Is it a question of mitigating risk?
The question then has to be asked as to whether rugby league has to live with the knowledge that concussions are an inevitable part of the game and can’t be entirely eliminated?
That poses a real dilemma for the future of the game.
“Concussion has the potential to be an existential threat when we think about the mere existence of certain football codes,” said Dr Hunter Fujack, the author of a new book Code Wars: The Battle for Fans, Dollars and Survival.
Alan Pearce, Associate Professor in neurophysiology at La Trobe University and a concussion expert, says it’s time the football codes stopped pretending.
“But we need to acknowledge that there is a risk, so players who are drafted or are signed up acknowledge that they could get concussed if they play the game.”
But the CEO of the Rugby League Players’ Association, Clint Newton, doesn’t agree.
“It’s the responsibility of the game in conjunction with a representative body to work on ways to mitigate minimise and further and protect the person,” he told ABC Sport.
“The reality is players, like in any industry, know there’s an element of risk involved — the question is are we managing that best as we can?
“What I don’t want to see happen is the demonisation of sport, but we can’t be willfully blind to some of the risks that come with sport,” Newton said.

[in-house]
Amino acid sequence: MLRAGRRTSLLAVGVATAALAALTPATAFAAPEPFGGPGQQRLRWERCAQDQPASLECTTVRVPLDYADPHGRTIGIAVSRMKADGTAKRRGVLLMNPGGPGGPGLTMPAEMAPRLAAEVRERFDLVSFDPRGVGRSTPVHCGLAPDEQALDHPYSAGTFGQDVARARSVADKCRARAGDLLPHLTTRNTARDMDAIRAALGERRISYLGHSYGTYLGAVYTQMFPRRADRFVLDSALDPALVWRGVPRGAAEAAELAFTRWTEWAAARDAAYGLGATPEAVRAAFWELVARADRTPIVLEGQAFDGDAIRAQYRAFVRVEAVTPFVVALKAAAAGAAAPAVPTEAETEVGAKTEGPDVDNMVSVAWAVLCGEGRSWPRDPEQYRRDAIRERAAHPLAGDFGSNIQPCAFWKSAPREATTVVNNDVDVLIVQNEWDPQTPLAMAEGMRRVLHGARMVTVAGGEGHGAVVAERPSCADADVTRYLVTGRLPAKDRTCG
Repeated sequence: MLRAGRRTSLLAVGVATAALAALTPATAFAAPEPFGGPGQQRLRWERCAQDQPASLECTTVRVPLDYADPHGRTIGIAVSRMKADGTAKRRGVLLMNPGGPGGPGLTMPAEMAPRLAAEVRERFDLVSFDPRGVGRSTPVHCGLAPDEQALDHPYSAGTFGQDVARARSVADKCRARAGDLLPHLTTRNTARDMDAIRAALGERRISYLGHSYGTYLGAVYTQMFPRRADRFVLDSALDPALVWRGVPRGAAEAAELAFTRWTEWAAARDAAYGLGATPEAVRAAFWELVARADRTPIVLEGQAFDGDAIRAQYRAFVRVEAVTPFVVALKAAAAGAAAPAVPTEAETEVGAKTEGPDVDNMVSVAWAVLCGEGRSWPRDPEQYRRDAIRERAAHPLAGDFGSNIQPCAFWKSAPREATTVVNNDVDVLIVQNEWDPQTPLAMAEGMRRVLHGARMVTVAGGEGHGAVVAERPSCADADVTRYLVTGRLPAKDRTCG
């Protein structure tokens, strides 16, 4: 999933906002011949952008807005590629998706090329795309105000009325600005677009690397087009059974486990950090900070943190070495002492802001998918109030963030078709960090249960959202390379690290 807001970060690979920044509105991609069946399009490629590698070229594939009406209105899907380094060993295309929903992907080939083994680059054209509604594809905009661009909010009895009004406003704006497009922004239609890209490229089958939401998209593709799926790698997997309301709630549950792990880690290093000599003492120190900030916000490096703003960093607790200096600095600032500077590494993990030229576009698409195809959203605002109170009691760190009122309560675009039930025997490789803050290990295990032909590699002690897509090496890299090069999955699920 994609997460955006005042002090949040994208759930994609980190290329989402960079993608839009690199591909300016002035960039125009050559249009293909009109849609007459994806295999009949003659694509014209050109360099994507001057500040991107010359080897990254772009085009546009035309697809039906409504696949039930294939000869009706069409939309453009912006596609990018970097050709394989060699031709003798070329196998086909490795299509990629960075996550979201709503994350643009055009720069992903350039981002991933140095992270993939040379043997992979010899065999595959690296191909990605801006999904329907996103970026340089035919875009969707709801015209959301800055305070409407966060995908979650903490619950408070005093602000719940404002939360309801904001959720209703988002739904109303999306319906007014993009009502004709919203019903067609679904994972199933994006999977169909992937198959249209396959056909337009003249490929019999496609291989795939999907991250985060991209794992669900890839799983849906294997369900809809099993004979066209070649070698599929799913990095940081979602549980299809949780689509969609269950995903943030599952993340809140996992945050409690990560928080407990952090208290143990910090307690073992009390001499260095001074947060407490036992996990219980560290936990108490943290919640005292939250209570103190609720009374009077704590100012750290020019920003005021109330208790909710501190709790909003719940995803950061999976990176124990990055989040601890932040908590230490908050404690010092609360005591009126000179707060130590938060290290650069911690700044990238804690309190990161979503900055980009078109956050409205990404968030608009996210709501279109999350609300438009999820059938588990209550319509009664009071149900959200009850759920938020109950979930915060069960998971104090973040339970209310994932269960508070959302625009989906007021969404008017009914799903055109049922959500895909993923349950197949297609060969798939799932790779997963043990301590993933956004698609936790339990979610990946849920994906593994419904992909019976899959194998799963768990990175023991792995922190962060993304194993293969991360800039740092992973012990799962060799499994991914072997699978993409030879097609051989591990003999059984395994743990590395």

‘I worry about the game’
That’s the elite end of the men’s game, but what about children?
There’s no debate that some parents have withdrawn their children from rugby league, but to be fair head knocks are not the only reason.
The general manager of Panthers Juniors, Nathan Mairleitner, says he’s heard anecdotal evidence that head knocks and other injuries as well as publicity about poor player behaviour and the abuse of referees have all been a deterrent.
But Mairletitner says that his district in the heart of rugby league country, Sydney’s western suburbs, has bucked the trend in terms of junior registrations.
“We’ve just surpassed the 8,800 mark which is a record,” he told ABC Sport.
He says his district introduced an under 5s competition this year and increased the number of teams across the 5s and 6s by 37 teams “to combat people going to soccer or netball.”
He calls it a “soft and cuddly environment”, where kids can learn the skills of the game without any threat of injury.
“You can’t get in at 10 years old — you’d have parents that are turned off because of how physical the game is,” he said.
Despite his success, he has real concerns about the future of rugby league.
“I worry about the game if we don’t act now,” he said.
“I believe there is a threat, because you are seeing people getting people taken high and you’re seeing evidence in slow motion.
Australian Rugby League Commission chairman Peter V’Landys recently told Channel 9 that the decline in junior numbers prompted the crackdown on head-high tackles.
“All our key metrics, like it or not, in the juniors are down,” he said.
“It’s not the same game, but you have to appreciate that the NRL is your shopfront. That’s what people see,” V’Landys said.
The danger for rugby league is that the base of the game shrinks to such an extent the playing pool for seniors dries up.
This won’t happen in the space of a few years, but rugby league needs to look decades down the track to save the game.
Demonstrably rugby league is trying to do something, but only time will tell whether it’s enough.